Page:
There are some slightly more complex vehicle kill-cams now; you can shoot a halftrack speeding towards you through the view-screen to take out the driver, or blast a hole in a truck's gas tank, then detonate it with a follow-up shot through the engine. Vehicle kills are often even more ludicrous than human ones, but who cares. They're tricky to pull off and satisfying when you do.

One-hit melee stealth kills have been added, much to this poor chap's dismay

Outside your sniper rifle you can carry two weapons, a submachine gun and a sidearm. Since revealing your position is rarely a great idea, you'll probably opt for the Welrod as your sidearm, a one-shot silenced pistol. Combine it with a knife for silent melee kills and you've got a pretty solid stealth set-up. Most of your pre-assassination prep work will involve clearing an area for you to work by getting rid of any guards, and with your stealth options it can be a nice change of pace from blasting people in the lungs with your rifle. There's no cover mechanics, so sneaking about can occasionally feel imprecise though, crouching there unsure as to whether your arse is sticking out behind that barrel as a sentry strolls past. Serviceable enough though, and combined with the Relocation system, which I'll talk about in a bit, not overly punishing should you make a mistake.

While you can't silence your sniper rifle itself (that would make things a little too easy) the sound-masking mechanic from V2 returns. Spot an object in the environment that can make a large enough noise and you can use it to cover the sound of your shots; an icon pops up on the screen when you're clear to fire. You can even mix this up with explosions you cause yourself. A couple of times during the demo I managed to combine a long-range kill with a well-timed piece of sabotage.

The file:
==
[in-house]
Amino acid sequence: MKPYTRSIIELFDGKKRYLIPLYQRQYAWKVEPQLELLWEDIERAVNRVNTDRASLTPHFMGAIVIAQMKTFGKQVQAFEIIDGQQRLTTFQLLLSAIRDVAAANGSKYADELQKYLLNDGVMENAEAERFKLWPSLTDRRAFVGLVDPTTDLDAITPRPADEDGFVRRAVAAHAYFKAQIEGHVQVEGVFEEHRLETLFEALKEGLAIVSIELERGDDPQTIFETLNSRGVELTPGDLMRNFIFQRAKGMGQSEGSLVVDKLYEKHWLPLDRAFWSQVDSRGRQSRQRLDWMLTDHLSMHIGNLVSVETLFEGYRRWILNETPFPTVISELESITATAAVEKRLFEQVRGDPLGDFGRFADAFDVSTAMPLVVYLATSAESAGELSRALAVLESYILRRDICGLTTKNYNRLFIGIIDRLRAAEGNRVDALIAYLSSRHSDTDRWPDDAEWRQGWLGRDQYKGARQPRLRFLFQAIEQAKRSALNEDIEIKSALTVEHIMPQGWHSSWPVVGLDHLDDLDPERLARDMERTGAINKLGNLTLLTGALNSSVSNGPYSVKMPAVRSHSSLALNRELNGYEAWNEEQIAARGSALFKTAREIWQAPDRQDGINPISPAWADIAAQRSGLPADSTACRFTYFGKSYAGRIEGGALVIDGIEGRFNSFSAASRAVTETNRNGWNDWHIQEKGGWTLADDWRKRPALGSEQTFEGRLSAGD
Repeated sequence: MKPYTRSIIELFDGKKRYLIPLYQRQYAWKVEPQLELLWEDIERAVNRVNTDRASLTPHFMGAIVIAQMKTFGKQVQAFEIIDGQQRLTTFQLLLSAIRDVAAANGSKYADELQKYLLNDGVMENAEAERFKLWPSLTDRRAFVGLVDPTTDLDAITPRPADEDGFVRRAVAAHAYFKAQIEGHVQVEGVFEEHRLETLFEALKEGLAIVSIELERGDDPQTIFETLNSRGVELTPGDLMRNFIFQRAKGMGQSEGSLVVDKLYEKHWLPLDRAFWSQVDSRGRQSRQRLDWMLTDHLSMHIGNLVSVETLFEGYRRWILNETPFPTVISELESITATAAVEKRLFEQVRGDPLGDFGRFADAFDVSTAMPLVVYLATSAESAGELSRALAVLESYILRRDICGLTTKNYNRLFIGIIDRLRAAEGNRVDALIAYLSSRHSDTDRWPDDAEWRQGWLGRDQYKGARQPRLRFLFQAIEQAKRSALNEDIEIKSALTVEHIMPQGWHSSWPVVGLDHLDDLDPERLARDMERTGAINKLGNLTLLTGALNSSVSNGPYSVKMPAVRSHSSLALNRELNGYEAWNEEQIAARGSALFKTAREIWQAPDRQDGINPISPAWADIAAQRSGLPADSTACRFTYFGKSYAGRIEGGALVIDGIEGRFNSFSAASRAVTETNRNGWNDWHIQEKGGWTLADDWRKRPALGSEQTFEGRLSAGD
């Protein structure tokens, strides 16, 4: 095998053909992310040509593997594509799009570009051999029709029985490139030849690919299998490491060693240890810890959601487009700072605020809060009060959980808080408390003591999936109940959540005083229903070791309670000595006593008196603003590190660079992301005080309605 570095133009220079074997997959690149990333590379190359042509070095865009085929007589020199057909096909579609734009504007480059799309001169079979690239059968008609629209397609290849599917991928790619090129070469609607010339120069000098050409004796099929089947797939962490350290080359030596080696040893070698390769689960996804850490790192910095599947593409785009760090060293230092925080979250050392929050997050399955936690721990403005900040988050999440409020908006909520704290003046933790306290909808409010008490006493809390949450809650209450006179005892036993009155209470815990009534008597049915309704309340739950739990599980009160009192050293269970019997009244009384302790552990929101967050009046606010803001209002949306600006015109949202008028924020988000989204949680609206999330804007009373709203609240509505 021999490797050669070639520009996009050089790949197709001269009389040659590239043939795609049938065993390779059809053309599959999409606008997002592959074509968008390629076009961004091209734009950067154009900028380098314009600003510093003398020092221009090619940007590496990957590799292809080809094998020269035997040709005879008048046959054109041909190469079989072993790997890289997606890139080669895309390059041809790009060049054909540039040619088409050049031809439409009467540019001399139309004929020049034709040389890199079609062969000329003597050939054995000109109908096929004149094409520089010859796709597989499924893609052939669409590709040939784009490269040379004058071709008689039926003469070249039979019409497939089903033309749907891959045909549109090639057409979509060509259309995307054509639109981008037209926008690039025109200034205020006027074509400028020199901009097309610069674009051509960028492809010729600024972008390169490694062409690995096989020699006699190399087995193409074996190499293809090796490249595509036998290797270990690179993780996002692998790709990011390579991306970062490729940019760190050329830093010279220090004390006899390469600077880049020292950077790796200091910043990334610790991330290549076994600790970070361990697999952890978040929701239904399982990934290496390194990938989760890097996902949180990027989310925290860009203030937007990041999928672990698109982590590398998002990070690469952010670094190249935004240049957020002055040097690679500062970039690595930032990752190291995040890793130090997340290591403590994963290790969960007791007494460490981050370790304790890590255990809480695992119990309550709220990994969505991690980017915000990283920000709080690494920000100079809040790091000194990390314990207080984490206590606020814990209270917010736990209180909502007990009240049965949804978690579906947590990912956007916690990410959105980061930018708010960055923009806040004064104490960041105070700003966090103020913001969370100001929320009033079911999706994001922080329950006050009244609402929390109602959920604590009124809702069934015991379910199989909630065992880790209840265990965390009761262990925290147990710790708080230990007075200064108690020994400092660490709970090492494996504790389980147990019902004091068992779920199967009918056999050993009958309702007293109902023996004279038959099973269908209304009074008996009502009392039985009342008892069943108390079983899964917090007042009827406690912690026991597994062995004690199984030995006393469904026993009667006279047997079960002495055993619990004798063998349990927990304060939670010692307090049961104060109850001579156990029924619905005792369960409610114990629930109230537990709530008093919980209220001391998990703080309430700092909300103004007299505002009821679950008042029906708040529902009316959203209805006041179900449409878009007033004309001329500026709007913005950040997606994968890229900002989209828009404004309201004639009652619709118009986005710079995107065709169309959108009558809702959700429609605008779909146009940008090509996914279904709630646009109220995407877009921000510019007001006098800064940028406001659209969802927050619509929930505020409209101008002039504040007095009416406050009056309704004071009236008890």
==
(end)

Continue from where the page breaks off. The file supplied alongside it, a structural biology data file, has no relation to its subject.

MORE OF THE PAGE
Sometimes though, all your best-laid plans come to nothing. Being discovered in V2 basically meant the jig was up, and you had to pray you had enough bullets to fend off the hordes of irate Germans descending upon you, which kind of ruined the illusion of being a lone wolf hunter. Sniper Elite 3 solves this problem by giving you the chance to relocate after you're found out. Get caught in the act and enemies will converge on your location, rushing to flank you. Scarper before that happens, or take care of the immediate threats that can directly see you, and an alertness meter will begun to run down. As long as you can scamper into cover somewhere a fair distance from the scene of your crime, the enemy will eventually give up the search, allowing you to slink off somewhere else to cause more havoc. There's even a 'Ghost mode' that kicks in if you slip away before anyone can find you, which layers on experience multipliers (experience is used to unlock new rifles, attachments and gear simultaneously across singleplayer and multiplayer) while active.